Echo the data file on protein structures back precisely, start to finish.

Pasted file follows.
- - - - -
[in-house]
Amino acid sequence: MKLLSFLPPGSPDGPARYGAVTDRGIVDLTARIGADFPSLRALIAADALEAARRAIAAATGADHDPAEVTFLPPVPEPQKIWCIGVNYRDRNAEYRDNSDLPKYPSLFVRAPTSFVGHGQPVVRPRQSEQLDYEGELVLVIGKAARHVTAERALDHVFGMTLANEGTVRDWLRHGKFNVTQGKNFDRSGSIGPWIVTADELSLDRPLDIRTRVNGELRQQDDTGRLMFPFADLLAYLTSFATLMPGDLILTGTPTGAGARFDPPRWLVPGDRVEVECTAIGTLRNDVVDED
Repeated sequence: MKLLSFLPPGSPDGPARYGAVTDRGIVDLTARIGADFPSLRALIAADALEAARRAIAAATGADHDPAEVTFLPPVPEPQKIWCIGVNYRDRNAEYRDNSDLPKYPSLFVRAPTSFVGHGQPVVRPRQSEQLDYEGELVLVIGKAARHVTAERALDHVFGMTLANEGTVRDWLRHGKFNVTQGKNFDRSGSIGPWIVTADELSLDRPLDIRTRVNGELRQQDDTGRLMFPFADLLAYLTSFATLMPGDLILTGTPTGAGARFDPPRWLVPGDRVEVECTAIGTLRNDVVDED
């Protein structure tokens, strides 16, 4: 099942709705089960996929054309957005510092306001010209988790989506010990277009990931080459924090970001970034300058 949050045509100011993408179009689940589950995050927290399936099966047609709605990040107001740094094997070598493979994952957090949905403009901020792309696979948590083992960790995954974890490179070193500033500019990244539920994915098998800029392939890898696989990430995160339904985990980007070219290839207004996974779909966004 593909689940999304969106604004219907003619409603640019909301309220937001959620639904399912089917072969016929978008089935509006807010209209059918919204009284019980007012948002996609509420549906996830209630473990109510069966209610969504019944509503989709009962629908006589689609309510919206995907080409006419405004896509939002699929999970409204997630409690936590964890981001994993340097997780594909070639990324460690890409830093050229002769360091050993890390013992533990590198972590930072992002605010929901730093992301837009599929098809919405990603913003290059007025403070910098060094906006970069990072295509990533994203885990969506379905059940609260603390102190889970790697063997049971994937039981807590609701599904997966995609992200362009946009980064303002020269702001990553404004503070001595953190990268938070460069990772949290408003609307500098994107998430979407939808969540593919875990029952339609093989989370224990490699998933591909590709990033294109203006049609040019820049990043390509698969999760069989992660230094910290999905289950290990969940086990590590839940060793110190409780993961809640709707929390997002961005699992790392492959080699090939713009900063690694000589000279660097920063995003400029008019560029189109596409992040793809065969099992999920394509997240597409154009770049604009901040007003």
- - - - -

[in-house]
Amino acid sequence: MKLLSFLPPGSPDGPARYGAVTDRGIVDLTARIGADFPSLRALIAADALEAARRAIAAATGADHDPAEVTFLPPVPEPQKIWCIGVNYRDRNAEYRDNSDLPKYPSLFVRAPTSFVGHGQPVVRPRQSEQLDYEGELVLVIGKAARHVTAERALDHVFGMTLANEGTVRDWLRHGKFNVTQGKNFDRSGSIGPWIVTADELSLDRPLDIRTRVNGELRQQDDTGRLMFPFADLLAYLTSFATLMPGDLILTGTPTGAGARFDPPRWLVPGDRVEVECTAIGTLRNDVVDED
Repeated sequence: MKLLSFLPPGSPDGPARYGAVTDRGIVDLTARIGADFPSLRALIAADALEAARRAIAAATGADHDPAEVTFLPPVPEPQKIWCIGVNYRDRNAEYRDNSDLPKYPSLFVRAPTSFVGHGQPVVRPRQSEQLDYEGELVLVIGKAARHVTAERALDHVFGMTLANEGTVRDWLRHGKFNVTQGKNFDRSGSIGPWIVTADELSLDRPLDIRTRVNGELRQQDDTGRLMFPFADLLAYLTSFATLMPGDLILTGTPTGAGARFDPPRWLVPGDRVEVECTAIGTLRNDVVDED
């Protein structure tokens, strides 16, 4: 099942709705089960996929054309957005510092306001010209988790989506010990277009990931080459924090970001970034300058 949050045509100011993408179009689940589950995050927290399936099966047609709605990040107001740094094997070598493979994952957090949905403009901020792309696979948590083992960790995954974890490179070193500033500019990244539920994915098998800029392939890898696989990430995160339904985990980007070219290839207004996974779909966004 593909689940999304969106604004219907003619409603640019909301309220937001959620639904399912089917072969016929978008089935509006807010209209059918919204009284019980007012948002996609509420549906996830209630473990109510069966209610969504019944509503989709009962629908006589689609309510919206995907080409006419405004896509939002699929999970409204997630409690936590964890981001994993340097997780594909070639990324460690890409830093050229002769360091050993890390013992533990590198972590930072992002605010929901730093992301837009599929098809919405990603913003290059007025403070910098060094906006970069990072295509990533994203885990969506379905059940609260603390102190889970790697063997049971994937039981807590609701599904997966995609992200362009946009980064303002020269702001990553404004503070001595953190990268938070460069990772949290408003609307500098994107998430979407939808969540593919875990029952339609093989989370224990490699998933591909590709990033294109203006049609040019820049990043390509698969999760069989992660230094910290999905289950290990969940086990590590839940060793110190409780993961809640709707929390997002961005699992790392492959080699090939713009900063690694000589000279660097920063995003400029008019560029189109596409992040793809065969099992999920394509997240597409154009770049604009901040007003």